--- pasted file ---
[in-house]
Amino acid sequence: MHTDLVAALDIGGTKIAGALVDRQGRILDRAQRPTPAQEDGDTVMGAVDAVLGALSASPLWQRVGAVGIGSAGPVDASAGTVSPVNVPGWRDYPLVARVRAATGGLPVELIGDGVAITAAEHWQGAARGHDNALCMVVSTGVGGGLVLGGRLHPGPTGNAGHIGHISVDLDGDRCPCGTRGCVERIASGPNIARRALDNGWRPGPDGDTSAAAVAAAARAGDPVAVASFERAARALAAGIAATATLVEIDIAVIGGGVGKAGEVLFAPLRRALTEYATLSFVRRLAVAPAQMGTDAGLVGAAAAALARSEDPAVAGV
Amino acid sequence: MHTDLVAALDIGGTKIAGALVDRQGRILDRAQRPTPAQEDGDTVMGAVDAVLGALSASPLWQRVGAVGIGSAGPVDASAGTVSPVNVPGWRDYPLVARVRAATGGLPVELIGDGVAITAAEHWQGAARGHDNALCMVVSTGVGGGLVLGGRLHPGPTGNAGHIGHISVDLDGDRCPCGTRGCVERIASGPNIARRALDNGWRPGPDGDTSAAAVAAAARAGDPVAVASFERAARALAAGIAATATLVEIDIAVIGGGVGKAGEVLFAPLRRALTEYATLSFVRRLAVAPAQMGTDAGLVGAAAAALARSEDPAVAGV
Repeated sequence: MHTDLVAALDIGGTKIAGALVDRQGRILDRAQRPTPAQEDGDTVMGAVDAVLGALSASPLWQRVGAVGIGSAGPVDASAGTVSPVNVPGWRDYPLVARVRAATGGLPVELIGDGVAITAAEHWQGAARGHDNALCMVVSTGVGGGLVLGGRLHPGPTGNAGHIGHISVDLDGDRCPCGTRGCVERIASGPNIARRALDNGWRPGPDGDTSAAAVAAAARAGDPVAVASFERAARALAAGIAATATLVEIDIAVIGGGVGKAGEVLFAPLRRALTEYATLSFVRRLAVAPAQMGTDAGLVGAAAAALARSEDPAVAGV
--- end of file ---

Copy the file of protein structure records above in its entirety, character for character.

[in-house]
Amino acid sequence: MHTDLVAALDIGGTKIAGALVDRQGRILDRAQRPTPAQEDGDTVMGAVDAVLGALSASPLWQRVGAVGIGSAGPVDASAGTVSPVNVPGWRDYPLVARVRAATGGLPVELIGDGVAITAAEHWQGAARGHDNALCMVVSTGVGGGLVLGGRLHPGPTGNAGHIGHISVDLDGDRCPCGTRGCVERIASGPNIARRALDNGWRPGPDGDTSAAAVAAAARAGDPVAVASFERAARALAAGIAATATLVEIDIAVIGGGVGKAGEVLFAPLRRALTEYATLSFVRRLAVAPAQMGTDAGLVGAAAAALARSEDPAVAGV
Amino acid sequence: MHTDLVAALDIGGTKIAGALVDRQGRILDRAQRPTPAQEDGDTVMGAVDAVLGALSASPLWQRVGAVGIGSAGPVDASAGTVSPVNVPGWRDYPLVARVRAATGGLPVELIGDGVAITAAEHWQGAARGHDNALCMVVSTGVGGGLVLGGRLHPGPTGNAGHIGHISVDLDGDRCPCGTRGCVERIASGPNIARRALDNGWRPGPDGDTSAAAVAAAARAGDPVAVASFERAARALAAGIAATATLVEIDIAVIGGGVGKAGEVLFAPLRRALTEYATLSFVRRLAVAPAQMGTDAGLVGAAAAALARSEDPAVAGV
Repeated sequence: MHTDLVAALDIGGTKIAGALVDRQGRILDRAQRPTPAQEDGDTVMGAVDAVLGALSASPLWQRVGAVGIGSAGPVDASAGTVSPVNVPGWRDYPLVARVRAATGGLPVELIGDGVAITAAEHWQGAARGHDNALCMVVSTGVGGGLVLGGRLHPGPTGNAGHIGHISVDLDGDRCPCGTRGCVERIASGPNIARRALDNGWRPGPDGDTSAAAVAAAARAGDPVAVASFERAARALAAGIAATATLVEIDIAVIGGGVGKAGEVLFAPLRRALTEYATLSFVRRLAVAPAQMGTDAGLVGAAAAALARSEDPAVAGV